Chronicle Offers Management to Patients With Advanced Signs and Symptoms of Heart Failure - COMPASS-HF
The goal of this trial was to evaluate a strategy of heart failure management directed by an implantable continuous hemodynamic monitor (Chronicle device; Medtronic Inc., Minneapolis, MN) compared with optimal medical therapy in patients with advanced heart failure.
The use of the implantable Chronicle device will be more effective in reducing heart failure-related events.
Patients Screened: 301
Patients Enrolled: 274
NYHA Class: 84% with class III
Mean Follow Up: 6 months
Mean Patient Age: 58 years
• New York Heart Association class III-IV
• At least 18 years old
• Management in an advanced heart failure program
• Optimal medical therapy for at least 3 months prior to enrollment
• At least one heart failure-related hospitalization in the past 6 months
• Chronic obstructive pulmonary disease
• Pulmonary arterial hypertension
• Major cardiovascular event within the past 3 months
• Atrial or ventricular septal defect
• Tricuspid or pulmonary valve stenosis
• Mechanical right heart valve
• Noncardiac condition limiting 6-month survival
• Creatinine ≥3.5 mg/dl
• Anticipated heart transplantation within the next 6 months
• Requirement of continuous inotropic therapy
• Had an internal cardiac defibrillator or cardiac resynchronization therapy
• Childbearing age without use of contraceptives
• Primary safety endpoint was freedom from device-related complications.
• Primary efficacy endpoint was freedom from hospitalizations, emergency department, or heart failure clinic visits that required diuretics.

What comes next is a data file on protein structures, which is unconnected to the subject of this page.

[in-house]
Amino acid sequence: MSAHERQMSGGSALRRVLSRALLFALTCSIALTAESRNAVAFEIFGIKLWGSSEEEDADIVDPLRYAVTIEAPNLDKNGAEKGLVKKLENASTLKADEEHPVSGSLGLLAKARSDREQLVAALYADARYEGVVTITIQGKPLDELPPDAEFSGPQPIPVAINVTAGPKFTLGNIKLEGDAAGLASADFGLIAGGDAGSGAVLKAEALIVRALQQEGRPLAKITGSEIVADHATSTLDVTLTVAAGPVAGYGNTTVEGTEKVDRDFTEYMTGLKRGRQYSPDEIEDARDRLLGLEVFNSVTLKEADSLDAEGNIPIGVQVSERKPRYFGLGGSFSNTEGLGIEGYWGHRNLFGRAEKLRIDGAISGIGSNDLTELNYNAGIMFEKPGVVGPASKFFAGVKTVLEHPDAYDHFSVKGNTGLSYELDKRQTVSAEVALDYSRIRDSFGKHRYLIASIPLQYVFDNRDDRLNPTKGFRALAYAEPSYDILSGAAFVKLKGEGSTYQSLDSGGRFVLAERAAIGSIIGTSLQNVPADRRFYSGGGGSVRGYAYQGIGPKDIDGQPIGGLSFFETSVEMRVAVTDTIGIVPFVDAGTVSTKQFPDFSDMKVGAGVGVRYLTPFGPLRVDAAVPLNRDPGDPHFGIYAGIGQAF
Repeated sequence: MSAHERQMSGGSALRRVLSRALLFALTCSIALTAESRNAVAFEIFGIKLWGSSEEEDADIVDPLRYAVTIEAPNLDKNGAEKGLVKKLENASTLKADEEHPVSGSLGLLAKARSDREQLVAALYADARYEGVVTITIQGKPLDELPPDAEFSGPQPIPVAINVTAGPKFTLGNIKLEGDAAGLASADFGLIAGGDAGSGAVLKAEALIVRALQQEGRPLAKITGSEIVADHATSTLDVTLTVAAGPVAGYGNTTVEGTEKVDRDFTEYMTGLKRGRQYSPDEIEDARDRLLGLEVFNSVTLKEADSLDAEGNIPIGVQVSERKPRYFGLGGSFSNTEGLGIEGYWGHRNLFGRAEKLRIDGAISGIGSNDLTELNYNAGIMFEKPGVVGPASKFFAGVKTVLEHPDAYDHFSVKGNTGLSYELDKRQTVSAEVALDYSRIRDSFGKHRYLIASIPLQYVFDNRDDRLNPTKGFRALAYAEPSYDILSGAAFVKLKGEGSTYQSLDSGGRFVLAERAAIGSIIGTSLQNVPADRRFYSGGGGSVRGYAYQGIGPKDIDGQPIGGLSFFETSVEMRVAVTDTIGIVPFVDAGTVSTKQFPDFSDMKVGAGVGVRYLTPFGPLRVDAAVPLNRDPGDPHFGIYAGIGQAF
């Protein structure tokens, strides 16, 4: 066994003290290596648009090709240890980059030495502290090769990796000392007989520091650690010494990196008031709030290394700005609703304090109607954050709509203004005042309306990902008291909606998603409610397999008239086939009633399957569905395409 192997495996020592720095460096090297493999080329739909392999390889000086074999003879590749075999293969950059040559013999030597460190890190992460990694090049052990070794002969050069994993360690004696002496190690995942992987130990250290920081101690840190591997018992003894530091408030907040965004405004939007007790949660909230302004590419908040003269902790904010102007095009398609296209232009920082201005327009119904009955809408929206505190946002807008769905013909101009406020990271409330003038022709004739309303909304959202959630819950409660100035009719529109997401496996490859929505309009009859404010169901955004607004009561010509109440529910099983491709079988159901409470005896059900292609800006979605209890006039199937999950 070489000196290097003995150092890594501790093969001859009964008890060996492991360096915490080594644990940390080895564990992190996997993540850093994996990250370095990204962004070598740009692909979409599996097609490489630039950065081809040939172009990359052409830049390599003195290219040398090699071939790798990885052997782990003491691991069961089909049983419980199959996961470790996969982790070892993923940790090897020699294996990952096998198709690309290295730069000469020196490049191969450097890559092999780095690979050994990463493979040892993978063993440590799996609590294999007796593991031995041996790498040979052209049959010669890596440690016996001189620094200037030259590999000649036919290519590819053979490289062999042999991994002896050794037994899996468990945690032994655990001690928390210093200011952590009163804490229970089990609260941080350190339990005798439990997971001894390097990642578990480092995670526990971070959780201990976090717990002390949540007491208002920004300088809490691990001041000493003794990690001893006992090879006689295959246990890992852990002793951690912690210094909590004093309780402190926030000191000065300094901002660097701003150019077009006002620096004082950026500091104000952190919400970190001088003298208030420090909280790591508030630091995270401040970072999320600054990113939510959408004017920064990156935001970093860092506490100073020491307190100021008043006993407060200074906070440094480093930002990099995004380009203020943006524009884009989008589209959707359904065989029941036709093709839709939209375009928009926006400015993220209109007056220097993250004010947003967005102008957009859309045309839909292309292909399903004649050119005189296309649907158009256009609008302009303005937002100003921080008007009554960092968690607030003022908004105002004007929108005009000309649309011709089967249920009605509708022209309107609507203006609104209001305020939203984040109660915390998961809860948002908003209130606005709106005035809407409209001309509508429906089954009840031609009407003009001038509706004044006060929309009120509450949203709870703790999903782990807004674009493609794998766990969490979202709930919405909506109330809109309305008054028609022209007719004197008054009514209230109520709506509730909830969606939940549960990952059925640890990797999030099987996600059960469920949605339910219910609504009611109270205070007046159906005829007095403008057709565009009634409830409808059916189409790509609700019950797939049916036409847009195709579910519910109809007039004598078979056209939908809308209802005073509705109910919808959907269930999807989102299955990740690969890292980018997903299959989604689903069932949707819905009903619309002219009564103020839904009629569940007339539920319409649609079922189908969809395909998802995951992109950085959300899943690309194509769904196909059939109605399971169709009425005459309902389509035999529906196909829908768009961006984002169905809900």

After successful implantation of the Chronicle device, patients were randomized to management directed by Chronicle data (n = 134) or continued medical management without Chronicle data (n = 140).
At baseline, the use of diuretics was 93% versus 99%, angiotensin-converting enzyme inhibitor was 85% versus 81%, and beta-blocker was 83% versus 81%, in the Chronicle versus control group, respectively. During follow-up, patients in the Chronicle group had 54% more diuretic changes than the control group.
There were a similar number of calls between patient and heart failure clinics (25 calls per patient) in both groups. In the entire study group (n = 274), freedom from device complications was 91.5%. Most of these were related to lead dislodgement. There were no sensor failures. The primary efficacy endpoint (freedom from hospitalizations, emergency department, or heart failure clinic visits that required diuretics) occurred in 44 Chronicle patients (event rate 0.67 per 6 patient-months) and in 60 control patients (event rate 0.85 per 6 patient-months) (p = 0.33).
Chronicle data resulted in 54% more diuretic changes, compared with the control group. Despite this, the use of the Chronicle device to direct therapy did not reduce the rate of the primary outcome (freedom from hospitalization, emergency department, or clinic visit that required diuretics). This was achieved without an apparent decline in renal function. Freedom from device-related complications was also low.
This trial reinforces the poor prognosis of patients with advanced heart failure and serves as a reminder not to overlook proven life-saving therapies such as angiotensin-converting enzyme inhibitors and beta-blockers. The optimal use of these medical therapies may have limited the ability to detect a difference in the primary outcome. The applicability of this technologically advanced device in the community setting is uncertain. Future studies may need to determine if this device can improve other outcomes such as quality of life.
Bourge RC, Abraham WT, Adamson PB, et al. Randomized Controlled Trial of an Implantable Continuous Hemodynamic Monitor in Patients With Advanced Heart Failure: The COMPASS-HF Study. J Am Coll Cardiol 2008;51:1073-9.
Keywords: Prognosis, Quality of Life, Diuretics, Heart Failure, Hospitalization, Hemodynamics
< Back to Listings